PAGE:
However, one of the most significant achievements made by the British in 1850 was the development of the railway system. In two ways, this project changed the Indian economy. First, it encouraged long-distance travel and let people cross geographical barriers. Second, it commercialised Indian agriculture, which harmed the viability of the rural economy in India. The colonial government took attempts to strengthen the sea lanes and inland trade along with the development of roads and railways. Although it was a helpful contribution to society, it was still insufficient for postal services.

 Public and private physical constructions including roads, trains, bridges, tunnels, water supplies, sewage systems, electrical grids, and telephones are all considered part of the infrastructure. According to one definition, infrastructure is “the physical components of interconnected systems delivering commodities and services required to enable, sustain, or enhance societal living circumstances” and preserve the environment. Since 1875, the word “infrastructure” has been used in both French and English, originally denoting “installations that serve as the foundation for any operation or system.”[5] It is a loanword from French, where it was already used to describe the creation of a substrate material roadbed that was necessary before completed pavement or railroad tracks could be erected on top of it.

Infrastructure’s various forms:

Economic infrastructure: The growth of the economy of a nation or organisation is closely related to this infrastructure. This includes the essential amenities and services that directly influence the production process of the economic distribution and benefit from it. Economic infrastructures include things like transportation, irrigation, communication, and other types of infrastructure.

Social infrastructure: This kind of infrastructure provides fundamental services that boost personal productivity and advance social goals. The nation’s economic progress is indirectly influenced by social infrastructure. For instance, the education industry does not immediately support a nation’s economic growth. However, ensuring that children have access to a top-notch education indirectly helps to produce medical professionals, researchers, engineers, and technicians. Several examples of social infrastructure include housing, sanitation, health care, and water supply.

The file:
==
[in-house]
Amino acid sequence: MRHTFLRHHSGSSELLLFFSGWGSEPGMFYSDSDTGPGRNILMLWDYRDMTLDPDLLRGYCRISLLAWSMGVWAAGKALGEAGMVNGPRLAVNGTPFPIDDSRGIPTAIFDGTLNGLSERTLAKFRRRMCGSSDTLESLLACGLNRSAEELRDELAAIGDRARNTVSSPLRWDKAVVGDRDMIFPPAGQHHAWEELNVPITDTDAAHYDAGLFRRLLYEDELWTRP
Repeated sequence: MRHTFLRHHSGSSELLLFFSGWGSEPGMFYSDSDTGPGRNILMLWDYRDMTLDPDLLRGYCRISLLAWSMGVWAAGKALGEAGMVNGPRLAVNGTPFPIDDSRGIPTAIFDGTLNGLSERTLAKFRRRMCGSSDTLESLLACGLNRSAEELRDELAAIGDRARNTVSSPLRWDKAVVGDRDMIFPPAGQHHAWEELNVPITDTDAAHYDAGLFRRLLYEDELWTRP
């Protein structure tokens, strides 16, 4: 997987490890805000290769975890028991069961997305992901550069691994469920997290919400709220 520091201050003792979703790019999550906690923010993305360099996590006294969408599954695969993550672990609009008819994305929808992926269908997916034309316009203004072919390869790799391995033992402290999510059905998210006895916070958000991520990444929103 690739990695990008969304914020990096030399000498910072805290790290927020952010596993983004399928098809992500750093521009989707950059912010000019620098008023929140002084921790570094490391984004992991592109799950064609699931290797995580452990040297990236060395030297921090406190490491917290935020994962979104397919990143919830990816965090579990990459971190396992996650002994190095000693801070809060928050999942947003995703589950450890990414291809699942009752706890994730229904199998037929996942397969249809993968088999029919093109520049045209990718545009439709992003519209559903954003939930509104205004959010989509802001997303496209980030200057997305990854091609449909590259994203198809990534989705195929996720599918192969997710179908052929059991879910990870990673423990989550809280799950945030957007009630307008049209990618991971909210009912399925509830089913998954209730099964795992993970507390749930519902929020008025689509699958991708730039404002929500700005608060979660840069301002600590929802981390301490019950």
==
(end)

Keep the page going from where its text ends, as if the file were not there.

Infrastructure in Agriculture: Its Function

When it comes to the provision of inputs, planting of crops, and post-harvest management, infrastructure is essential in agriculture at every stage. To increase output and reduce post-harvest costs, capital investment in the agribusiness sector is essential. This will also lead to community empowerment and higher wage creation. Post-harvest losses are significantly greater in India due to a lack of fundamental agricultural infrastructure, including storage facilities, packing facilities, and an appropriate supply chain, among other things. Considering the aforementioned, India’s Ministry of Agriculture has developed a Centrally Sponsored Scheme of Credit Facility under the “Agriculture Infrastructure Fund” which was initiated by the Hon’ble Prime Minister of India on August 9, 2020[6] to create a post-harvest management framework and communal farming holdings, the Agriculture Infrastructure Fund aims to provide moderate-term debt financial assistance via 3% interest subvention and credit guarantee support on loans until 2025–2026. Assets related to local agriculture that qualify for Agri Infra Fund include:

“(i) Organic inputs manufacturing

(ii) Facilities that produce biofertilizers

(iii) Facilities that produce biofertilizers